“I transitioned about a year and a half ago and was really eager to cut off my hair, so I did the big chop one day in march 2016 before school. I just figured out straight hair wasn’t really for me even though it’s the norm and preferred. It’s taken a while, but I finally realized that I can be me. I feel like I’m meant to be natural. But it’s hard knowing that it’s not as accepted and pushed down like ‘you need to straighten your hair, we don’t need to see this, or it’s wild.’ But I love it, and I’ll do it for the rest of my life.” – Kailei Caggins
“In fifth grade, my mom put the idea of going natural in my head and I said no because I didn’t want cut off all my hair and be bald. So, she [went natural] and showed me what it was like. I liked that her hair was really different: curly and kinky. That was one of the things that made me go natural. After I cut my hair, it took me from fifteen minutes to do my hair, to five tops. When my hair was permed, I would have to do something with it but now I can just get up and go. It costs no time at all and, in fact, it gives me more time back and I just appreciate it. I feel like I am one of those people who will truly keep their hair like this. It’s something new and I like it.” – Ali Shackleford
Every piece of hair was either dry, uneven, or confused. Watching countless strands fall to the floor, I squirmed in the salon chair on edge while waiting to see my new hair. To bystanders this was just a small trim, but to me this was a big chop and a punch to my ego. After months of struggling to detangle my hair, the comb glided straight through after my stylist cut off the dead ends. I felt relieved in one way and unready in another. When the chair spun around to the mirror and I set eyes on my hair, I regretted stepping foot into the salon, but I had known it was time for a change.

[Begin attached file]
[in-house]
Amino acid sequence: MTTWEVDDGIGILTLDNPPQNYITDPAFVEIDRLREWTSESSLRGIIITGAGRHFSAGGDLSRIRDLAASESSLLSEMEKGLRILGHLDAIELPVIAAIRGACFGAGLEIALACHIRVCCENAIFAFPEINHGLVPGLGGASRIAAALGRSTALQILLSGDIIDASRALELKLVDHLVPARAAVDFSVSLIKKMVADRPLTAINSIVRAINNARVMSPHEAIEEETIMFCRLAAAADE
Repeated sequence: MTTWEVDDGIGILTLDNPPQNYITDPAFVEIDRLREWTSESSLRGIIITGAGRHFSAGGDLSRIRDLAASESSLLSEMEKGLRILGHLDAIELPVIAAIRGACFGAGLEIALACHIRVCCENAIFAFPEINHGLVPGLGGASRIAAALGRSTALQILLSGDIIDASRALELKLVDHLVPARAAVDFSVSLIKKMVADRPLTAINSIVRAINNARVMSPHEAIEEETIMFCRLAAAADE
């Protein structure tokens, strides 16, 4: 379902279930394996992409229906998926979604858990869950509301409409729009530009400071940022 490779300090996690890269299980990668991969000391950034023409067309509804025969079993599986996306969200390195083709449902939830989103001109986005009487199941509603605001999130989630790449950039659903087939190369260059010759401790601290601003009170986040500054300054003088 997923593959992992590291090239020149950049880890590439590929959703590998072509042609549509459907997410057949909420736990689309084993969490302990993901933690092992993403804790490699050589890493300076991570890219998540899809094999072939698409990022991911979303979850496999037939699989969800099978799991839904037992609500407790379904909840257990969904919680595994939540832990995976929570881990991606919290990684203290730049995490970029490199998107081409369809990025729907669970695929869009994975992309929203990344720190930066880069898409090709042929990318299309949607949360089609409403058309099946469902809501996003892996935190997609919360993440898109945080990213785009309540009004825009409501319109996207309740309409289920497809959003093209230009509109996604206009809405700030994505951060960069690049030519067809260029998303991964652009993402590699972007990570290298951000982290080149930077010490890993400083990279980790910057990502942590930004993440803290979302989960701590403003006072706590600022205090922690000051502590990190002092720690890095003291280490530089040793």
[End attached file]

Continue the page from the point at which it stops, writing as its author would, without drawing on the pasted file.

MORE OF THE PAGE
Some may say that the haircut I got that day was nothing compared to what others have gotten, but what they don’t understand was how much my hair “defined” me. For most of my life, all I knew was that long, flat-ironed hair was beautiful, not short afros or curly puffs. I was always complimented on how my hair was long and looked like “Indian hair,” and I always loved my hair even if I hated everything else, so once I made the decision to cut off those few inches and go natural, it was a HUGE change.
The first day I experimented with a natural hairstyle was my last day of freshman year. I wore a two-strand twist out with a black headband. I remember the the only thing that was on my mind was what everyone would think of me. I thought they would laugh at my hair or, worse, not say anything. But to my surprise, they actually liked it. I walked into class that morning and faces slowly turned towards me and smiles started to grow. “Oh my gosh, Zakeya, your hair is so cute!” was repeated over to me from all directions. From that day forward, I knew I would like this lifestyle.